IN SEARCH OF AZTLÁN
Dr. Jack Forbes Interview
October 9, 1999
Q: Dr. Forbes, please tell us about the migrations of Native Americans
peoples throughout the Americas.
A: From about forty thousand years ago until about eleven or twelve or
thirteen thousand years ago, depending on the exact region, a good part
of North America was covered with glaciers. The glaciers extended all
the way from the Atlantic to the Pacific, across the northern United States
and across what is now Canada.
During that period of time, linguistic evidence seems to indicate that
most of our native language groups, the ancestors of those language groups,
were living south of the ice, because it looks like it took twenty to
forty thousand years for the special characteristics of American languages
to evolve in relation to Asian and other languages. So during that period
of time, the ancestors of all of our native people except probably for
the people known as Eskimos and Aleut people, were living south of this
ice belt. And most of them were probably living in South America or at
least down in Central America, because much of the United States was tundra
or taiga--pretty hard to live in. And [their population was] probably
But as the ice began to melt and the weather began to warm up, the migrations
seemed to have been from south to north. Most people dont seem to
understand that this is where most of our American ancestors came from.
They came from the south moving north rather than coming down from Alaska,
where the population was, undoubtably, very scanty during that period
Eventually, of course, these groups meet. But one of the things that is
interesting about some of the new DNA studies and so on, is that it looks
like our ancient American peoples--whom Ill just call Americans
for short--these Americans had only a very small number of female ancestors.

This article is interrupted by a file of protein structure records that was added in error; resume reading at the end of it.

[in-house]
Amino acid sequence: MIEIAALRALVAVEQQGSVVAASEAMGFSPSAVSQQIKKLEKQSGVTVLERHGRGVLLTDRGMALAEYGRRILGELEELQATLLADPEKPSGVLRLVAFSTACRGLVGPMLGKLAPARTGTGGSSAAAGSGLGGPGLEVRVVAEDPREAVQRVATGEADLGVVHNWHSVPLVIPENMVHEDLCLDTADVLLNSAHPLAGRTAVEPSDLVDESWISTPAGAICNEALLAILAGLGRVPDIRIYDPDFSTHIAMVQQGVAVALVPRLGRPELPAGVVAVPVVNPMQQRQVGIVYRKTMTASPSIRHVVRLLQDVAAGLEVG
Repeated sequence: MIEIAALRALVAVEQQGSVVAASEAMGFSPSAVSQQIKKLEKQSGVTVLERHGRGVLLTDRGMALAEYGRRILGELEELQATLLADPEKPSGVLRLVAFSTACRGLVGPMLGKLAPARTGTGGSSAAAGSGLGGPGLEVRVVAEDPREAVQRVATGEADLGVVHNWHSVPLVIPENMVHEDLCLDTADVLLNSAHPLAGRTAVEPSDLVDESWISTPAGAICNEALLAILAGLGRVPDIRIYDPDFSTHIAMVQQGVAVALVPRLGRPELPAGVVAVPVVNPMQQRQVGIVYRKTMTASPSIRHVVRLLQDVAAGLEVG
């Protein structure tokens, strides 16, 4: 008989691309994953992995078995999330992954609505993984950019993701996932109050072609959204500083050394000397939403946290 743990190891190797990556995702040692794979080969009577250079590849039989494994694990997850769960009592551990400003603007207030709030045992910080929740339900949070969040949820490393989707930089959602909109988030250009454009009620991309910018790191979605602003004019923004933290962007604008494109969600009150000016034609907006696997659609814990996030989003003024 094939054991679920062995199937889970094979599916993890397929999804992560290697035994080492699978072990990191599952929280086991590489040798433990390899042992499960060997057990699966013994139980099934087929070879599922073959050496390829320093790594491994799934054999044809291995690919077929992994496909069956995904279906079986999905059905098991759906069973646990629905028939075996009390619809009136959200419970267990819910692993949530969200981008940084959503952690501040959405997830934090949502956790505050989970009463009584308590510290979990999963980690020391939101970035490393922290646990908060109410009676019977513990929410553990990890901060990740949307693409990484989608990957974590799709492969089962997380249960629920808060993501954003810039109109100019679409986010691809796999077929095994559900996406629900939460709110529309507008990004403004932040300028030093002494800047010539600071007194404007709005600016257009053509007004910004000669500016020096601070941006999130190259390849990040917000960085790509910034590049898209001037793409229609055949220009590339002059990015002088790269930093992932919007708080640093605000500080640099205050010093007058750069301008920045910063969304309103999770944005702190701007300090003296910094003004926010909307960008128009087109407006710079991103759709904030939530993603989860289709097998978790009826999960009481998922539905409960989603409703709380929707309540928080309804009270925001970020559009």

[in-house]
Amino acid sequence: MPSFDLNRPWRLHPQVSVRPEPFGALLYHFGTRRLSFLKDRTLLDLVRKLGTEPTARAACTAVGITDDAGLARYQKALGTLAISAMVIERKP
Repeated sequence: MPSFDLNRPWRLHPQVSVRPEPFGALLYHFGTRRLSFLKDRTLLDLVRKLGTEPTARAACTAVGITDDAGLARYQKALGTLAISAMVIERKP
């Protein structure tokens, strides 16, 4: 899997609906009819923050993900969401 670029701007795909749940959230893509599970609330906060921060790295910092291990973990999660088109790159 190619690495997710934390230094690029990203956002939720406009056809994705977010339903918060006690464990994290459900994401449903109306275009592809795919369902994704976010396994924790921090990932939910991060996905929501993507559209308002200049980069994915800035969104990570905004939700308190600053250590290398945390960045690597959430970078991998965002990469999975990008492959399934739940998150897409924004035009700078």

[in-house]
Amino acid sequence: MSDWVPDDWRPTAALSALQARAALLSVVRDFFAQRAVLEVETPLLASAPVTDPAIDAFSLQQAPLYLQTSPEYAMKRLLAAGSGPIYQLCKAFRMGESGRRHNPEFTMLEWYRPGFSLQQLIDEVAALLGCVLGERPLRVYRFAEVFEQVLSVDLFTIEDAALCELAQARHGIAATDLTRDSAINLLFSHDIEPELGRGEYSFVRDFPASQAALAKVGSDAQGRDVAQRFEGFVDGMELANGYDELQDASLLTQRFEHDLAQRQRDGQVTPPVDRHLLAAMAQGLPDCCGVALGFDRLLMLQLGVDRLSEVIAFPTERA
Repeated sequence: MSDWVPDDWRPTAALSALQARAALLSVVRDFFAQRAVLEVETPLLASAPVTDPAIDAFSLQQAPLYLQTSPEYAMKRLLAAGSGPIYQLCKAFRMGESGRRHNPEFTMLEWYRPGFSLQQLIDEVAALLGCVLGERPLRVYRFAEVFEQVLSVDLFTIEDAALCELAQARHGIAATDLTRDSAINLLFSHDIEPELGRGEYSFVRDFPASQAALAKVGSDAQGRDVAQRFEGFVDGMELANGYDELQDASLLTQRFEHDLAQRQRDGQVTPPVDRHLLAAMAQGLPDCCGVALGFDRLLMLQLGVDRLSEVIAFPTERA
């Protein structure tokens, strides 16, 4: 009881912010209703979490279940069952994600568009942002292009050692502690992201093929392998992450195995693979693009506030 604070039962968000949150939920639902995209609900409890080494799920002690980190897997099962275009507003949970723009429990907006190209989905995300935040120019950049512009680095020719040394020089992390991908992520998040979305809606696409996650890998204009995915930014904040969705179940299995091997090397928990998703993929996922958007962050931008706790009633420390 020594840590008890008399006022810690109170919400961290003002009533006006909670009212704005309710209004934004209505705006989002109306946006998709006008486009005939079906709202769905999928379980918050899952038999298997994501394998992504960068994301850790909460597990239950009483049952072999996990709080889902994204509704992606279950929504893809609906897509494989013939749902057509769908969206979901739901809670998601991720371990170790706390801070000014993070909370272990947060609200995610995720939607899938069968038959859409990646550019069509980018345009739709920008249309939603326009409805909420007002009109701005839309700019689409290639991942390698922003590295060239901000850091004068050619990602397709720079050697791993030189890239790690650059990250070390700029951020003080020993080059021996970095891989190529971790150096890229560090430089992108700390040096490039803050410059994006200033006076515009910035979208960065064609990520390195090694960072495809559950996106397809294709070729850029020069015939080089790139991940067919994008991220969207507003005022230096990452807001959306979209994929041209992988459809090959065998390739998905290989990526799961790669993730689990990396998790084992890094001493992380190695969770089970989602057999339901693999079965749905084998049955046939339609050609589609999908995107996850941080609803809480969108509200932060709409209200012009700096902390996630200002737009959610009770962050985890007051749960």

So most of us, whether were living in the extreme southern part
of South America or living in Mexico or in the U.S. or Canada today, are
descended from a very small group of female ancestors, and probably an
almost equally small group of original male ancestors, as well. So we
are all related. All the native people of the Americas are distinctly
related with each other.
So as time goes by, of course, migrations continue to take place because
warming continues, and a lot of other processes occur, which lead people
to move. We find very large language families developing, such as the
family know as the Uto-Aztecan or Uto-Nahua language family, from whom
many modern Mexican people are descended. And these people, apparently,
when the Europeans begin to move across the U.S. and Canada, it appears
that these peoples are spread out all the way from southern Saskatchewan,
maybe Alberta, in the form of people known as Shoshones. [They] are spread
all the way out from there clear down into Central America, down into
Nicaragua, and possibly even, in a few instances, farther south than Nicaragua.
So this is a great language family, which spans a little bit of Canada
and most of the western United States, and then all the way down into
Mexico and Central America. Today of course, we have many different tribes
who are descended from this language family. Groups such as the Utes,
the Comanches, the Shoshones, many California Indian groups, the Paiutes
and others in Nevada. And of course, many different groups in Mexico.
Q: We heard theories that the historical Aztlán may well have been
in Nayarit, the immediate precursor to the trip to Mexico City, and yet
we found these maps that alluded to possible original sites that predate
this in the American Southwest. Could you explain how this might be possible,
in terms of what weve known as the succession of migrations?
A: Well, of course, at the time of the Spanish conquest, the field of